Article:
Dad died of cancer in 1991, just over 28 years ago. 

When he was young, he was part of the Methodist Church. But he’d left church life before I was born. So I was brought up in a non-churchgoing family, with a backstory that dad had felt he may be called to the Methodist ministry, but he had been discouraged by his minister.

It was hard to know whether dad was supportive of my decision to follow Jesus or not. He had certain issues with the church.

Yet when dad was dying, the faith he had had as a boy was rekindled. Or perhaps it was even resurrected. As his body wasted away, his eyes burned brightly. In fact, he was more alive than he had been for years.

He got me to get him a copy of William Barclay’s The Plain Man’s Book of Prayers. I hadn’t been aware that he’d even hear of William Barclay. He also got me to buy a Bible for mum. He asked me why there was only one Uniting Church in the whole of Inala. ‘There should be four Uniting Churches in Inala!’ he said. (I bit my tongue rather than say that there would be more churches if people like him had actually gone to church…)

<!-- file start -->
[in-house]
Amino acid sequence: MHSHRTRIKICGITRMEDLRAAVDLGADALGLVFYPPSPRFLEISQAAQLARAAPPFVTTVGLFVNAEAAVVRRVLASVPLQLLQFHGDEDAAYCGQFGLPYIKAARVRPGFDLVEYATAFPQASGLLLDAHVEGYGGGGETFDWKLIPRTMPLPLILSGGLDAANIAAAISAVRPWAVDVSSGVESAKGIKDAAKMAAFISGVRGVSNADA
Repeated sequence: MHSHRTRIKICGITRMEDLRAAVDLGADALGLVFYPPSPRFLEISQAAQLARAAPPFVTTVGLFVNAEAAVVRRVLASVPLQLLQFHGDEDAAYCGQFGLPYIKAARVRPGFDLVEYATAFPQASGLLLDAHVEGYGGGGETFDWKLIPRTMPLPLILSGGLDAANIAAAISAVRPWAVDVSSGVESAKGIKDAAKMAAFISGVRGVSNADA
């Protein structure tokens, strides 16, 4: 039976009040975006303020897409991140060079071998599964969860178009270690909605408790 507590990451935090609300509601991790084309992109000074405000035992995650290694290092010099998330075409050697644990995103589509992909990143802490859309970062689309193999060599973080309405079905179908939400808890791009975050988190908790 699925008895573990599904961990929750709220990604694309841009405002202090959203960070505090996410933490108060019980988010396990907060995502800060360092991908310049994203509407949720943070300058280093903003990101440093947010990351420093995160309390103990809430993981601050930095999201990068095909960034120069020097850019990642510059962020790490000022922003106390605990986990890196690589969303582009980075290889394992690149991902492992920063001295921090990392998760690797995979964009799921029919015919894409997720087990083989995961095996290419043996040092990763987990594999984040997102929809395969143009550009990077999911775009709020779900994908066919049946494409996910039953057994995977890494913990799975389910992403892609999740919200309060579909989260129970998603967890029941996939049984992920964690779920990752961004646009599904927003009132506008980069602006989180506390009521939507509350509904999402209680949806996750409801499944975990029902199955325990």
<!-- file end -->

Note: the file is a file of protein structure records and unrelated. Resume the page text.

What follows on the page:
A cynic may say that he was bargaining with God for an extension of life. And who can say that played no part in my dad’s last weeks? Yet what I clearly saw was a man shining with new life, even as death approached. 

It’s this kind of experience that shows me the reality of the Resurrection of Jesus. Life was welling up within my dad’s very being. 

You know, we can only ever see the Resurrection indirectly, through its effects on people’s lives. So no, dad didn’t see the risen Jesus. He wasn’t one of the ‘five hundred brothers and sisters’ Paul mentions who saw him. It was the Spirit of the risen Jesus who transformed dad right at the end. None of this ‘proves’ the resurrection to someone who doesn’t want to believe; but as for me, it clearly supports my bedrock belief in the resurrection that we shall all share in. 

Let’s turn to the Gospel.